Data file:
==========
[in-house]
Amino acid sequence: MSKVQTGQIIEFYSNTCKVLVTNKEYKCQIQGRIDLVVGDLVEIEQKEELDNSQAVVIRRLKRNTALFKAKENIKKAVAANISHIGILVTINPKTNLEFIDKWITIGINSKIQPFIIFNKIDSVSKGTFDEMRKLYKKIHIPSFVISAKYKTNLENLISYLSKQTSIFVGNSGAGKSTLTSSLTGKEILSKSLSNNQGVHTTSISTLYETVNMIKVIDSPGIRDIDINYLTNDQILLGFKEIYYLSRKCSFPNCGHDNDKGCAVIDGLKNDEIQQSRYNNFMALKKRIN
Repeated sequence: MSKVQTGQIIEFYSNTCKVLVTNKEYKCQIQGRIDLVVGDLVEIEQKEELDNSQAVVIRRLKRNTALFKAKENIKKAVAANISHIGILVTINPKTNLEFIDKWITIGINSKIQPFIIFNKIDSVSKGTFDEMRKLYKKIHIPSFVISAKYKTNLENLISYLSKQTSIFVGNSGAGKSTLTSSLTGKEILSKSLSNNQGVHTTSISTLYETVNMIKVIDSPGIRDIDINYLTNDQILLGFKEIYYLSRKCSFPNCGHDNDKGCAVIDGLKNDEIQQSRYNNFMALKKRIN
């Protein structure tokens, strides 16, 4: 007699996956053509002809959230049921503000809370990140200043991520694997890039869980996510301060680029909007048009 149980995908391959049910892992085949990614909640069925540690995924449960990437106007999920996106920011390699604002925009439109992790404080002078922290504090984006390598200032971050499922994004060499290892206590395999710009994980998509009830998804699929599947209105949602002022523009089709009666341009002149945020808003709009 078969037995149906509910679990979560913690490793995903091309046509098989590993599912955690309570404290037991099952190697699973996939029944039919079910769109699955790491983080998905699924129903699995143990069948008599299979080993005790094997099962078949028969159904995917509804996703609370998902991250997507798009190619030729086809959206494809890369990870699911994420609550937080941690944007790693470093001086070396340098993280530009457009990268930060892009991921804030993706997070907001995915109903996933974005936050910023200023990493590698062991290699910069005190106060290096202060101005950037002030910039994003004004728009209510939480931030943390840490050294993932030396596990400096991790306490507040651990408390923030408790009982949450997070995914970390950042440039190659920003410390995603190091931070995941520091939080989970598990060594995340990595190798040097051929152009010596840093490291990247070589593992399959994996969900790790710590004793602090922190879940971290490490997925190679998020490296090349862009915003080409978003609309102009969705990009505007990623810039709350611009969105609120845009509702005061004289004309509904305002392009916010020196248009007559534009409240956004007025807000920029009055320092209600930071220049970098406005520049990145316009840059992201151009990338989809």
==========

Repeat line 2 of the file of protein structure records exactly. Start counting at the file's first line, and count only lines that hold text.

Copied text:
Amino acid sequence: MSKVQTGQIIEFYSNTCKVLVTNKEYKCQIQGRIDLVVGDLVEIEQKEELDNSQAVVIRRLKRNTALFKAKENIKKAVAANISHIGILVTINPKTNLEFIDKWITIGINSKIQPFIIFNKIDSVSKGTFDEMRKLYKKIHIPSFVISAKYKTNLENLISYLSKQTSIFVGNSGAGKSTLTSSLTGKEILSKSLSNNQGVHTTSISTLYETVNMIKVIDSPGIRDIDINYLTNDQILLGFKEIYYLSRKCSFPNCGHDNDKGCAVIDGLKNDEIQQSRYNNFMALKKRIN